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Posts Tagged ‘Henry Kissinger’

KISSINGER: World Order Crumbling

Posted by Ram Kumar Shrestha on August 31, 2014

Old Global leader Henry Kissinger on the Assembly of a New World Order
The concept that has underpinned the modern geopolitical era is in crisis

To play a responsible role in the evolution of a 21st-century world order, the U.S. must be prepared to answer a number of questions for itself: What do we seek to prevent, no matter how it happens, and if necessary alone? What do we seek to achieve, even if not supported by any multilateral effort? What do we seek to achieve, or prevent, only if supported by an alliance? What should we not engage in, even if urged on by a multilateral group or an alliance? What is the nature of the values that we seek to advance? And how much does the application of these values depend on circumstance?

 

By HENRY KISSINGER

The concept of order that has underpinned the modern era is in crisis, writes Henry Kissinger. Above, a pro-Russian fighter stands guard at a checkpoint close to Donetsk, Ukraine in July. European Pressphoto Agency

The concept of order that has underpinned the modern era is in crisis, writes Henry Kissinger. Above, a pro-Russian fighter stands guard at a checkpoint close to Donetsk, Ukraine in July. European Pressphoto Agency

Henry KissingerLibya is in civil war, fundamentalist armies are building a self-declared caliphate across Syria and Iraq and Afghanistan’s young democracy is on the verge of paralysis. To these troubles are added a resurgence of tensions with Russia and a relationship with China divided between pledges of cooperation and public recrimination. The concept of order that has underpinned the modern era is in crisis.

The search for world order has long been defined almost exclusively by the concepts of Western societies. In the decades following World War II, the U.S.—strengthened in its economy and national confidence—began to take up the torch of international leadership and added a new dimension. A nation founded explicitly on an idea of free and representative governance, the U.S. identified its own rise with the spread of liberty and democracy and credited these forces with an ability to achieve just and lasting peace. The traditional European approach to order had viewed peoples and states as inherently competitive; to constrain the effects of their clashing ambitions, it relied on a balance of power and a concert of enlightened statesmen. The prevalent American view considered people inherently reasonable and inclined toward peaceful compromise and common sense; the spread of democracy was therefore the overarching goal for international order. Free markets would uplift individuals, enrich societies and substitute economic interdependence for traditional international rivalries. Read the rest of this entry »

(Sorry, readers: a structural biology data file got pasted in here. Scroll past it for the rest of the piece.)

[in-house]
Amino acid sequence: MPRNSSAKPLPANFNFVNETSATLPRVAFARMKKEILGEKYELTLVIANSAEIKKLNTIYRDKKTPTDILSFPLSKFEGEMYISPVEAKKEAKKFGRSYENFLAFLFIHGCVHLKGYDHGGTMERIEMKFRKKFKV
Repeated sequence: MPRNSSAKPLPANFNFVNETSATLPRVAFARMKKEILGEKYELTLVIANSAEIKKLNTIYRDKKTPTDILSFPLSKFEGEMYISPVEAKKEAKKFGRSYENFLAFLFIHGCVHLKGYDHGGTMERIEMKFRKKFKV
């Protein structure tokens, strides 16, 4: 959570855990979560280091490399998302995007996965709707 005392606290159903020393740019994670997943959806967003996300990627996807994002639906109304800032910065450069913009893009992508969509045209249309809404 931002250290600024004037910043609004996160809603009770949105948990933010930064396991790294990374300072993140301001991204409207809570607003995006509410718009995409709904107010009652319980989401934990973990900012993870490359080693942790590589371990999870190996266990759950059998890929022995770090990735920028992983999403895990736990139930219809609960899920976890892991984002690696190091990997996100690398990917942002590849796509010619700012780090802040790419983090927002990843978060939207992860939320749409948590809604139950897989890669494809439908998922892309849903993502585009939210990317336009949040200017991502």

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Nobel Prize: A tale of ignoble peace laureates

Posted by Ram Kumar Shrestha on December 11, 2012

One man introduced indefinite detention and expanded the deadly global drone war. Another was the architect of the deliberate mass killing of civilian populations in Indochina. What do they have in common? Both are Nobel Peace laureates.